In April, Welch's released a non-alcoholic rosé so more people could participate in the #RoséAllDay trend. If you thought that pink juice took the rosé craze as far as it could possibly go, think again because according to Delish, an Israeli startup called Wine Water Ltd. is about to release a rosé-toned water. Yes, as the company's name suggests, it will soon come out with "spring water infused with the spirit of wine." The new product is called O.Vine.
According to a press release, O.Vine is made by imbuing regular water with extracts from the skin and seeds of grapes after they're used to make wine. Wine Water's CEO Anat Levi tells Refinery29 via email that the idea for the product came when she was working as the CEO of Golan Heights Winery. At that job, she and her team were looking for innovative ways to use vine grape waste. Levis explains, "We started working with Practical Innovation Israel, and they came up with this specific idea. Together we developed the product and the production process from scratch, which was quite challenging." The "upcycled" end result, O. Vine, is said to contain antioxidants and other "wellness benefits," but what will likely be the most appealing feature of the wine waters is their colors.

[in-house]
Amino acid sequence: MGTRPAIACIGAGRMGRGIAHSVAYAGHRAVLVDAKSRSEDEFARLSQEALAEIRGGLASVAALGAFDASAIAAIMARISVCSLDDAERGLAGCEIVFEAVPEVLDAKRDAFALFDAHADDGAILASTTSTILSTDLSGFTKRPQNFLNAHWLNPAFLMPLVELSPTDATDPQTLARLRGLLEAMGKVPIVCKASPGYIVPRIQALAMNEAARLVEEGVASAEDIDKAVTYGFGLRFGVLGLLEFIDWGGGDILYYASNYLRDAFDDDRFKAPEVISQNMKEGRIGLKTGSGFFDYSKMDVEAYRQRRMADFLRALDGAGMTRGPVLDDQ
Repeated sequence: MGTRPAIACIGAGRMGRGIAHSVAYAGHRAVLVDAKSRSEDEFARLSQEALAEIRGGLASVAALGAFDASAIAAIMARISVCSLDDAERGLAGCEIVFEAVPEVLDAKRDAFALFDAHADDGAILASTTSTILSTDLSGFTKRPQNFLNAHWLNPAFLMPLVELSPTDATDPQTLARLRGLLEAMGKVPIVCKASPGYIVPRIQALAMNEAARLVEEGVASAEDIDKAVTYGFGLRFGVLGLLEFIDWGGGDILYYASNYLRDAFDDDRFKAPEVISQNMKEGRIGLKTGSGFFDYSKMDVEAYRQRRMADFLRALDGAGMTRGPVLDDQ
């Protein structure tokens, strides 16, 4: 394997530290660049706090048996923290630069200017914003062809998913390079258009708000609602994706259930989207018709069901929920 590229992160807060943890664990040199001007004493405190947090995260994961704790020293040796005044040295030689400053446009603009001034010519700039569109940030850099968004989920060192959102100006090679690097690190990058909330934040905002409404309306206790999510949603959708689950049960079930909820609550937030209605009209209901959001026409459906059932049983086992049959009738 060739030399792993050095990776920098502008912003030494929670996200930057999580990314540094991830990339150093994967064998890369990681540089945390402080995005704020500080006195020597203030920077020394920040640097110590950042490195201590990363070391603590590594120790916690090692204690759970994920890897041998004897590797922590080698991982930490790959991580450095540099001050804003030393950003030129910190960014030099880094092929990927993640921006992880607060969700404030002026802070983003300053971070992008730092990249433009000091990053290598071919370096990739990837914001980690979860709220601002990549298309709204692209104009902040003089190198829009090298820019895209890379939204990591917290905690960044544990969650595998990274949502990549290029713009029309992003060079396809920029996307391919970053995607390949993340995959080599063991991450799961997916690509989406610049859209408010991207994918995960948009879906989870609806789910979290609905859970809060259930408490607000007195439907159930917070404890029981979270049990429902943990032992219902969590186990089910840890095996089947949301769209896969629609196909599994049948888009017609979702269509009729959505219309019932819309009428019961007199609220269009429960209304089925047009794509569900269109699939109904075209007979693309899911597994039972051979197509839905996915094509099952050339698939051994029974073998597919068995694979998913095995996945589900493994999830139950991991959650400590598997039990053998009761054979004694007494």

O.Vine will be available in both a red and white variety. The red contains extract from cabernet, merlot, syrah, and petit verdot, while the white is blended with extracts from riesling and gewürztraminer. Though there isn't actually a rosé variety, the red is a lovely shade of light pink that looks a whole lot like rosé. The white variety, on the other hand, is similar looking to a regular bottle of white wine. Both are made in still and carbonated versions.
Like its rosé-hued juice predecessor, O.Vine is non-alcoholic. According to Levi the target audience for O.Vine is foodies of all ages. However, the product will likely be most appealing to millennials since the demographic is especially interested in flavored water. "It is a very open market for innovative products, especially in nonalcoholic beverages," Levi says. "Foodies are looking for natural, healthy foods and beverages, but find spring water too boring to drink and flavored water too sweet and full of sugar... Water drinkers are looking for natural refreshing beverage with a twist in color and taste. It can also be great for wine drinkers to replace their spring water at lunch time." We also can't help but notice the sparkling red versions might act as a tasty cocktail mixer that has the added bonus of looking good in a glass.
Wine Water Ltd. will show off how it turned water into wine on June 30 at the Fancy Food Show in New York. After that, Levi says if the company finds the right U.S. partner, O.Vine will be officially launched in the U.S. in a few months.